One of the most difficult part of crossing Greenland by foot, is not only to walk 10 hours a day, but to keep our minds busy. We were in an environment where nothing could possibly interrupt our minds.

There was just us, walking on the same white and flat ice caps for endless days.

Even the sun doesn’t set. Just us and ourselves. Thinking about our frozen fingers and toes. Our friends, our family, our jobs. Why we are here, focusing on this very moment, what we are looking for, what kind of life we want to live, what is the next adventure. All of a sudden you are aware of plenty of little things that we strangely never had the time to think about before.

We came back to Paris, and people did not see us any different, life remained the same here, but we were different. We triggered a new energy, like we had just woken after a very long sleep.

You can discover your own ice sheets in Greenland here.

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Expeditions

Nov 18, 2019

Stories From The Sahel: Lake Chad, at the Cross-Section of Chad, Niger, Cameroon and Nigeria

A part of the world that explorer Reza Pakravan considers the most remote region he's visited. A place where millions of people do not feel that they belong to any particular nation.

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WRITTEN BY

Reza Pakravan

On the 31st of July, Reza Pakravan, an explorer and filmmaker, became the first person in modern history to have travelled the full length of the Sahel. A belt of land stretching across the southern boundary of the Sahara desert, the Sahel spans the width of Africa, from Senegal to Somalia, and is home to some of the harshest conditions on the planet, where the effects of climate change are most felt and rebel uprisings are common.

Like many explorers, Reza has had a fascination with Africa since he was a boy, but felt there were still vast areas of the continent we knew little about. He wanted to document these forgotten frontiers and tell the story of those who live there, whilst setting himself a new challenge.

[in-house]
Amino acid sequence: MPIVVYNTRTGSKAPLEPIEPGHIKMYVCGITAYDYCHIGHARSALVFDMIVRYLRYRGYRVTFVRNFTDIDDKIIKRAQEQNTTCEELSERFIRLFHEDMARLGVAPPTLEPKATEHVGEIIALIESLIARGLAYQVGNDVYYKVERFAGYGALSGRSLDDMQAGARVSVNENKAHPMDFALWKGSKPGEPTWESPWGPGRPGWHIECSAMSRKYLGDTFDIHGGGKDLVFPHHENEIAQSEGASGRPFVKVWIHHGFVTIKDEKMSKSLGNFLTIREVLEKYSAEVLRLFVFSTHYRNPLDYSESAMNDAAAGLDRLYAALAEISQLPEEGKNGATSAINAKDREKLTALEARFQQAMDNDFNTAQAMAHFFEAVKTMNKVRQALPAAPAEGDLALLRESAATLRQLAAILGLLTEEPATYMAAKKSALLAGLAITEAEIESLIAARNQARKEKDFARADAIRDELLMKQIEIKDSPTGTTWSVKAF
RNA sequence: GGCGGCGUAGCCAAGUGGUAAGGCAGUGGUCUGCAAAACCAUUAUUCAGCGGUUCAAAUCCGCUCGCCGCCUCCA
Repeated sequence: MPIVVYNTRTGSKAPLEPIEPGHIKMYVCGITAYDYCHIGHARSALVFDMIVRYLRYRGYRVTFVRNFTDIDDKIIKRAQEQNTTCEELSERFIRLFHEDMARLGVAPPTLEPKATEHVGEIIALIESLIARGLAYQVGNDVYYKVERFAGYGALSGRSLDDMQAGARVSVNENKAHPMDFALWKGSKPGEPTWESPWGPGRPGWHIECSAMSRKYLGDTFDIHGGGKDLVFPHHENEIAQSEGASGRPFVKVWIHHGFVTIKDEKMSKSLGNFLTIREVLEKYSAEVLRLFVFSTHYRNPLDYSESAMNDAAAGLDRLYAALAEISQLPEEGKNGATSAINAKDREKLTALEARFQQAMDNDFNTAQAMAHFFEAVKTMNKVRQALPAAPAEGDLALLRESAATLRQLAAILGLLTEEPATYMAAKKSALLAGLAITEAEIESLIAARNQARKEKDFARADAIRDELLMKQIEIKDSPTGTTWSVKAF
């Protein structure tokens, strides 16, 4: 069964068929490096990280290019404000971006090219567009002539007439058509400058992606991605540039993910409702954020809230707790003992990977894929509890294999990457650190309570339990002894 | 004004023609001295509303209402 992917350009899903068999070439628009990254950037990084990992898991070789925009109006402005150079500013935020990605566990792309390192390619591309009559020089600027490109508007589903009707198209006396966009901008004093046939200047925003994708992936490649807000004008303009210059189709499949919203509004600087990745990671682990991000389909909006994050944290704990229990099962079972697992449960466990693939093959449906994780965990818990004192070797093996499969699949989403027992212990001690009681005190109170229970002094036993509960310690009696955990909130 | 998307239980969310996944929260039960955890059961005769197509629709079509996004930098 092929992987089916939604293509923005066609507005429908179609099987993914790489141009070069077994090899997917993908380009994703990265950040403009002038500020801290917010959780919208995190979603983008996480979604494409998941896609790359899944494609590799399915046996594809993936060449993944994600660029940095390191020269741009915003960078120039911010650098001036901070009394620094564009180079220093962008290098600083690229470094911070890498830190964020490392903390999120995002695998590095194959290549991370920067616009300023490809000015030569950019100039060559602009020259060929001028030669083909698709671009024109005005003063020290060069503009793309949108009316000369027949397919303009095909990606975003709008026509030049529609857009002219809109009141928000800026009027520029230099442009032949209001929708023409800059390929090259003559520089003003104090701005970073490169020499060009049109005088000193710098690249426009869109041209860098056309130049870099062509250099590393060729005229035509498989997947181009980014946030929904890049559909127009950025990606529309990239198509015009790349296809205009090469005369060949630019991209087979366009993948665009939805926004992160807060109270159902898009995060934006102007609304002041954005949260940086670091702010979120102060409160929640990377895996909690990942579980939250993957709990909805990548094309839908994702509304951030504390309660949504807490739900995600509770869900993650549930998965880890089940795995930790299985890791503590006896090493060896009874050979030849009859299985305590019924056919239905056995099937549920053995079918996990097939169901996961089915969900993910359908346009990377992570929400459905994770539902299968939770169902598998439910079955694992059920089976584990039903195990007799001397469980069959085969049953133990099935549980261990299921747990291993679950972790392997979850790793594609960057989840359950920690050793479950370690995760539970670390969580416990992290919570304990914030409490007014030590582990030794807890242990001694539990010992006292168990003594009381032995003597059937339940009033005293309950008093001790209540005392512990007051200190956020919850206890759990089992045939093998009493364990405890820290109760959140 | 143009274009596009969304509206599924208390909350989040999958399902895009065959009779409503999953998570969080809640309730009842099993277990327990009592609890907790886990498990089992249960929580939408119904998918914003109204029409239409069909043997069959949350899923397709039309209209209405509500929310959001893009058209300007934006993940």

Having made a host of incredible journeys, including cycling the Sahara (for which he holds a Guinness World Record) and the length of the planet and travelling 4000km through the Amazon, Reza felt he was ready for this latest adventure, but it turned out to be his most courageous challenge to date and stretched him both physically and mentally like never before.

Over the coming weeks, Reza will recall stories from the region. The story below is a follow up to Reza’s first of the series, Trekking the Dogon Country in Mali.

Lake Chad, at the Cross-Section of Chad, Niger, Cameroon and Nigeria.

I have travelled to some far-flung places on Earth, but Lake Chad is the most remote place I have ever been to. In fact, Chad itself was named for a mistake. In the 1800s, European explorers arrived at the marshy banks of a vast body of fresh water in Central Africa. Because locals referred to the area as ‘chad’, the Europeans called the wetland Lake Chad, and drew it on maps. But ‘chad’ simply meant ‘lake’ in the local dialect. So here it is. Lake Chad, or ‘Lake Lake’.

The bare desert around Lake Chad – One of the harshest climates on earth.

Located right in the centre of the continent, Lake Chad is shared between four countries – Chad, Niger, Cameroon and Nigeria – and millions of people living there do not feel that they belong to any particular nation. It’s one of the largest wetlands in all of Africa: 30 million people depend on it to survive. I entered the Lake Chad area from the Niger side. As I was travelling west to east, it meant I had to go around the lake to be able to continue my journey east.

Amazonian tribes embrace technology, running their campaigns on Facebook, while a simple mobile phone has never made it to Lake Chad.